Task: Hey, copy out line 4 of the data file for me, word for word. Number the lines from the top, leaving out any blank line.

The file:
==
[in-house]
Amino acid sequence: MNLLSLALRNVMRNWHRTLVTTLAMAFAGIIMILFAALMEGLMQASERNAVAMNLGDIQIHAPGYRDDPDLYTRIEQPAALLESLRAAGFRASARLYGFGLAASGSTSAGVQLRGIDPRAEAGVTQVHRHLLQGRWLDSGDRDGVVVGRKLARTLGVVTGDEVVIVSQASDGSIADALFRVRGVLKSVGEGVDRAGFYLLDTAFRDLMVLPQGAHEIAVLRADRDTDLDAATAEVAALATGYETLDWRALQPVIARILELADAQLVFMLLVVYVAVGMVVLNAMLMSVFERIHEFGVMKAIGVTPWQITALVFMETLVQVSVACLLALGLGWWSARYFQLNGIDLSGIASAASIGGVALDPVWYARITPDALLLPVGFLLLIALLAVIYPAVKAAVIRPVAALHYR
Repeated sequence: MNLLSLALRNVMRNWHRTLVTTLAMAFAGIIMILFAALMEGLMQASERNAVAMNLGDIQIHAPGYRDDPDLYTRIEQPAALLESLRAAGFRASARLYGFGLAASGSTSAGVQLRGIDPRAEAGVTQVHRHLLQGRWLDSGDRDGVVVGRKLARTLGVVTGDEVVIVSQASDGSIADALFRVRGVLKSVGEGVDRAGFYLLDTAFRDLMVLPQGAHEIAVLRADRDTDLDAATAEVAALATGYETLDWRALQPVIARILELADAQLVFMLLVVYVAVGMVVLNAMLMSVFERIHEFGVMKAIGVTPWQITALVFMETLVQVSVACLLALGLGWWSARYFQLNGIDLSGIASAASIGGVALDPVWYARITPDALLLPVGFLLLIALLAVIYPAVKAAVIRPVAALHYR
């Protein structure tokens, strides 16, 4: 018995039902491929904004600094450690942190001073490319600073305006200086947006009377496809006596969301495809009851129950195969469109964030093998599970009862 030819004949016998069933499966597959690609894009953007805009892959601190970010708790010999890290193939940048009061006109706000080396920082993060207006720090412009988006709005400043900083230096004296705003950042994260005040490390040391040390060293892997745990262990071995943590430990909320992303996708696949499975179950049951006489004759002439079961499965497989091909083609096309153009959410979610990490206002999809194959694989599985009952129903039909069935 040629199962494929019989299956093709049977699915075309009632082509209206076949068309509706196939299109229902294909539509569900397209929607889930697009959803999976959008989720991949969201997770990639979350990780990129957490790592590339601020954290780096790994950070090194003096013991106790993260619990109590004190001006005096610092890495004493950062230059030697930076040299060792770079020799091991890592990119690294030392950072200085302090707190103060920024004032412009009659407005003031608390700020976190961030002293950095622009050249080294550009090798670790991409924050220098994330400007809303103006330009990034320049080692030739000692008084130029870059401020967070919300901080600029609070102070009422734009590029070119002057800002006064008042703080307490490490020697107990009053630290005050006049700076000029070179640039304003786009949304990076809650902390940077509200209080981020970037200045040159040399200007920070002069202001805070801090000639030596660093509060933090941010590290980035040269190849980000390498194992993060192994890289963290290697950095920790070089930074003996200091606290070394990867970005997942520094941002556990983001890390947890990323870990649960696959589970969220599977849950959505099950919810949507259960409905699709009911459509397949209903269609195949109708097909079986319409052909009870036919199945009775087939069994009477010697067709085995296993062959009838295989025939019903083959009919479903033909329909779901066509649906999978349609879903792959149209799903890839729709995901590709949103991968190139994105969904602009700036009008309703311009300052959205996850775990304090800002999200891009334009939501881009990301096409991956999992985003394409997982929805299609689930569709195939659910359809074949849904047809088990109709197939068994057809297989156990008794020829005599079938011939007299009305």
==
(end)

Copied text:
């Protein structure tokens, strides 16, 4: 018995039902491929904004600094450690942190001073490319600073305006200086947006009377496809006596969301495809009851129950195969469109964030093998599970009862 030819004949016998069933499966597959690609894009953007805009892959601190970010708790010999890290193939940048009061006109706000080396920082993060207006720090412009988006709005400043900083230096004296705003950042994260005040490390040391040390060293892997745990262990071995943590430990909320992303996708696949499975179950049951006489004759002439079961499965497989091909083609096309153009959410979610990490206002999809194959694989599985009952129903039909069935 040629199962494929019989299956093709049977699915075309009632082509209206076949068309509706196939299109229902294909539509569900397209929607889930697009959803999976959008989720991949969201997770990639979350990780990129957490790592590339601020954290780096790994950070090194003096013991106790993260619990109590004190001006005096610092890495004493950062230059030697930076040299060792770079020799091991890592990119690294030392950072200085302090707190103060920024004032412009009659407005003031608390700020976190961030002293950095622009050249080294550009090798670790991409924050220098994330400007809303103006330009990034320049080692030739000692008084130029870059401020967070919300901080600029609070102070009422734009590029070119002057800002006064008042703080307490490490020697107990009053630290005050006049700076000029070179640039304003786009949304990076809650902390940077509200209080981020970037200045040159040399200007920070002069202001805070801090000639030596660093509060933090941010590290980035040269190849980000390498194992993060192994890289963290290697950095920790070089930074003996200091606290070394990867970005997942520094941002556990983001890390947890990323870990649960696959589970969220599977849950959505099950919810949507259960409905699709009911459509397949209903269609195949109708097909079986319409052909009870036919199945009775087939069994009477010697067709085995296993062959009838295989025939019903083959009919479903033909329909779901066509649906999978349609879903792959149209799903890839729709995901590709949103991968190139994105969904602009700036009008309703311009300052959205996850775990304090800002999200891009334009939501881009990301096409991956999992985003394409997982929805299609689930569709195939659910359809074949849904047809088990109709197939068994057809297989156990008794020829005599079938011939007299009305």